The Fifth Amendment of the United States Constitution states “private property [shall not] be taken for public use, without just compensation.” Land is deemed viable for eminent domain when it will be used by the public or if the public will have the opportunity to use the property taken. Such uses can include public access for a post office, airport or highway1. Since its inception there is often debate about the interpretation of just compensation. Both federal and state constitutions have a public use clause, however not all states have a just compensation clause.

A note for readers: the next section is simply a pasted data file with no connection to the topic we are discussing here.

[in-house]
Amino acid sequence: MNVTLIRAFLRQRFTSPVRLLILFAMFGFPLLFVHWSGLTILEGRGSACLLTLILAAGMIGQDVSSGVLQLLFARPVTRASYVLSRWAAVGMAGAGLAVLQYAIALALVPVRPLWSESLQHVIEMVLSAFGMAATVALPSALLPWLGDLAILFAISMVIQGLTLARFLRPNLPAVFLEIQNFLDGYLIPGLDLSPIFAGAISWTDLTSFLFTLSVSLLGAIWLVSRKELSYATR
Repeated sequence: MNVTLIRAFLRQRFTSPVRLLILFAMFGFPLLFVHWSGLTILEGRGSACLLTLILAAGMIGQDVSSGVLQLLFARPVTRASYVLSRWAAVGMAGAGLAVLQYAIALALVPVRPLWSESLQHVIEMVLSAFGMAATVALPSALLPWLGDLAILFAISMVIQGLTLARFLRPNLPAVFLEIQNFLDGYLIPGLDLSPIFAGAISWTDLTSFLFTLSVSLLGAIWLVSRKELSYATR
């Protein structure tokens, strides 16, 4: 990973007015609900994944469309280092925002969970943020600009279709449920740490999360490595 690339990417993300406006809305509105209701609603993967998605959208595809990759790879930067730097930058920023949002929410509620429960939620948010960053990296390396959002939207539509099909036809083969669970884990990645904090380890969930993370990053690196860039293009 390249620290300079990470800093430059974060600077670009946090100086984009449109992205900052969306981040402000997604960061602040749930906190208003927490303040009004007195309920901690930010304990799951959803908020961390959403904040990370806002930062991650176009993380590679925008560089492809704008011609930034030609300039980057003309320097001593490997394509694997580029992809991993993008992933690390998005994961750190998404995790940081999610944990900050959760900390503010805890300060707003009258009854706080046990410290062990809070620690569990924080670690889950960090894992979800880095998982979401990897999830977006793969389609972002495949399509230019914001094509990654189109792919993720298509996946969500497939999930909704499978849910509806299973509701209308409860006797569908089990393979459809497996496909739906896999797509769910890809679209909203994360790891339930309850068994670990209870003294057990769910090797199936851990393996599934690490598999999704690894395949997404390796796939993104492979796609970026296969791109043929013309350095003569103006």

Lookman, A. (2015). This land is your land, this land is my land: a case study on eminent domain and under compensation. Cornell Real Estate 13(1), 75-92. Retrieved from http://scholarship.sha.cornell.edu/crer/vol13/iss1/10